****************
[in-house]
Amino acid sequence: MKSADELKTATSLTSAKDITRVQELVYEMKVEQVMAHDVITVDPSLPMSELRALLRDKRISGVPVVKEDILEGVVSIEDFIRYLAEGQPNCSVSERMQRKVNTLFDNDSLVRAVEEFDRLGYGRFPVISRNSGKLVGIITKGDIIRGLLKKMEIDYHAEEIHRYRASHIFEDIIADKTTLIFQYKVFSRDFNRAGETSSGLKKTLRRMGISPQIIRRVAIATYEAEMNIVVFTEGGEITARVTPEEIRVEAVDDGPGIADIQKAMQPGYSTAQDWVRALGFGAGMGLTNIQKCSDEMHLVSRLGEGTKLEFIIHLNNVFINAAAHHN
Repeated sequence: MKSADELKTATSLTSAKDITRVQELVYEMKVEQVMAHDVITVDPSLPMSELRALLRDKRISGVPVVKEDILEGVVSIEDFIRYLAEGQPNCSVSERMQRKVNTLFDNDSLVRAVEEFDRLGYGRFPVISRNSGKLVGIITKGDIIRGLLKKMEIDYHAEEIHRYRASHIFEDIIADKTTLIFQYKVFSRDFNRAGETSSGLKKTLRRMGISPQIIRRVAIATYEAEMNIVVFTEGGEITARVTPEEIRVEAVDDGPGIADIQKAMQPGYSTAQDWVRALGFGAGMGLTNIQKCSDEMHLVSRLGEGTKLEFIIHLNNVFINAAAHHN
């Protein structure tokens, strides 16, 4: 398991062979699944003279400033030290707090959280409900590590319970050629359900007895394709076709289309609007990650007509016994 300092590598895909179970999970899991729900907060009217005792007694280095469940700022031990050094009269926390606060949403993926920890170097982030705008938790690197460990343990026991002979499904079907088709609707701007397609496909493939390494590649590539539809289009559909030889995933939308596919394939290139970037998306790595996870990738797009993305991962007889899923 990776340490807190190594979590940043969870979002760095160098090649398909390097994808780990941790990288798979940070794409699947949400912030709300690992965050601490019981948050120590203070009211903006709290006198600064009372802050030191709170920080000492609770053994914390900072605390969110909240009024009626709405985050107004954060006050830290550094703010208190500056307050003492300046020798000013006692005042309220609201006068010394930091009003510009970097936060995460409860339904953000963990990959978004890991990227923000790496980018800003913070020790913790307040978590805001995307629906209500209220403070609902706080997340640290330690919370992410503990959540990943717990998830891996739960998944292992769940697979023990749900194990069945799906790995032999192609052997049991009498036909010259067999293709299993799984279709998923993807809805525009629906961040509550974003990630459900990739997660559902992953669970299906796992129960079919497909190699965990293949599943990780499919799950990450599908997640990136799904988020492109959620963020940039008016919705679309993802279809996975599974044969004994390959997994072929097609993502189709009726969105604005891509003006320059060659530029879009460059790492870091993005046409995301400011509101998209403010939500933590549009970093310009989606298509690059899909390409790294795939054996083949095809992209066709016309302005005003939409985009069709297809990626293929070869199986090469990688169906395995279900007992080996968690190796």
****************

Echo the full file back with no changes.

[in-house]
Amino acid sequence: MKSADELKTATSLTSAKDITRVQELVYEMKVEQVMAHDVITVDPSLPMSELRALLRDKRISGVPVVKEDILEGVVSIEDFIRYLAEGQPNCSVSERMQRKVNTLFDNDSLVRAVEEFDRLGYGRFPVISRNSGKLVGIITKGDIIRGLLKKMEIDYHAEEIHRYRASHIFEDIIADKTTLIFQYKVFSRDFNRAGETSSGLKKTLRRMGISPQIIRRVAIATYEAEMNIVVFTEGGEITARVTPEEIRVEAVDDGPGIADIQKAMQPGYSTAQDWVRALGFGAGMGLTNIQKCSDEMHLVSRLGEGTKLEFIIHLNNVFINAAAHHN
Repeated sequence: MKSADELKTATSLTSAKDITRVQELVYEMKVEQVMAHDVITVDPSLPMSELRALLRDKRISGVPVVKEDILEGVVSIEDFIRYLAEGQPNCSVSERMQRKVNTLFDNDSLVRAVEEFDRLGYGRFPVISRNSGKLVGIITKGDIIRGLLKKMEIDYHAEEIHRYRASHIFEDIIADKTTLIFQYKVFSRDFNRAGETSSGLKKTLRRMGISPQIIRRVAIATYEAEMNIVVFTEGGEITARVTPEEIRVEAVDDGPGIADIQKAMQPGYSTAQDWVRALGFGAGMGLTNIQKCSDEMHLVSRLGEGTKLEFIIHLNNVFINAAAHHN
């Protein structure tokens, strides 16, 4: 398991062979699944003279400033030290707090959280409900590590319970050629359900007895394709076709289309609007990650007509016994 300092590598895909179970999970899991729900907060009217005792007694280095469940700022031990050094009269926390606060949403993926920890170097982030705008938790690197460990343990026991002979499904079907088709609707701007397609496909493939390494590649590539539809289009559909030889995933939308596919394939290139970037998306790595996870990738797009993305991962007889899923 990776340490807190190594979590940043969870979002760095160098090649398909390097994808780990941790990288798979940070794409699947949400912030709300690992965050601490019981948050120590203070009211903006709290006198600064009372802050030191709170920080000492609770053994914390900072605390969110909240009024009626709405985050107004954060006050830290550094703010208190500056307050003492300046020798000013006692005042309220609201006068010394930091009003510009970097936060995460409860339904953000963990990959978004890991990227923000790496980018800003913070020790913790307040978590805001995307629906209500209220403070609902706080997340640290330690919370992410503990959540990943717990998830891996739960998944292992769940697979023990749900194990069945799906790995032999192609052997049991009498036909010259067999293709299993799984279709998923993807809805525009629906961040509550974003990630459900990739997660559902992953669970299906796992129960079919497909190699965990293949599943990780499919799950990450599908997640990136799904988020492109959620963020940039008016919705679309993802279809996975599974044969004994390959997994072929097609993502189709009726969105604005891509003006320059060659530029879009460059790492870091993005046409995301400011509101998209403010939500933590549009970093310009989606298509690059899909390409790294795939054996083949095809992209066709016309302005005003939409985009069709297809990626293929070869199986090469990688169906395995279900007992080996968690190796």